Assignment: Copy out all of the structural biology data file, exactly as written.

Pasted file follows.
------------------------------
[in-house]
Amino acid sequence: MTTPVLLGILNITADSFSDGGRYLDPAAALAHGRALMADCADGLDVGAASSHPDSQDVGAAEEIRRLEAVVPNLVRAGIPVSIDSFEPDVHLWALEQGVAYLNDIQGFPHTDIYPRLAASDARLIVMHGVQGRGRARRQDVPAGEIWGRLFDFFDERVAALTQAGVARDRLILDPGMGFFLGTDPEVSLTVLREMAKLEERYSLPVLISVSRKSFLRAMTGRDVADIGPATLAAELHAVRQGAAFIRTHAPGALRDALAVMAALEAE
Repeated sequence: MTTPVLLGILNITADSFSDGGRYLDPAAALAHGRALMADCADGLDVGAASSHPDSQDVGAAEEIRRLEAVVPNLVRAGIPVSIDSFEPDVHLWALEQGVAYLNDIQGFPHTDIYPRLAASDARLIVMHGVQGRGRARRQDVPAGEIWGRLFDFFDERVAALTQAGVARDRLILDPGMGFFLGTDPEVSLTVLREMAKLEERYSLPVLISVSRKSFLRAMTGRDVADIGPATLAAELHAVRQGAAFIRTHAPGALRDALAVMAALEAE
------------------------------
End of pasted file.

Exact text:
[in-house]
Amino acid sequence: MTTPVLLGILNITADSFSDGGRYLDPAAALAHGRALMADCADGLDVGAASSHPDSQDVGAAEEIRRLEAVVPNLVRAGIPVSIDSFEPDVHLWALEQGVAYLNDIQGFPHTDIYPRLAASDARLIVMHGVQGRGRARRQDVPAGEIWGRLFDFFDERVAALTQAGVARDRLILDPGMGFFLGTDPEVSLTVLREMAKLEERYSLPVLISVSRKSFLRAMTGRDVADIGPATLAAELHAVRQGAAFIRTHAPGALRDALAVMAALEAE
Repeated sequence: MTTPVLLGILNITADSFSDGGRYLDPAAALAHGRALMADCADGLDVGAASSHPDSQDVGAAEEIRRLEAVVPNLVRAGIPVSIDSFEPDVHLWALEQGVAYLNDIQGFPHTDIYPRLAASDARLIVMHGVQGRGRARRQDVPAGEIWGRLFDFFDERVAALTQAGVARDRLILDPGMGFFLGTDPEVSLTVLREMAKLEERYSLPVLISVSRKSFLRAMTGRDVADIGPATLAAELHAVRQGAAFIRTHAPGALRDALAVMAALEAE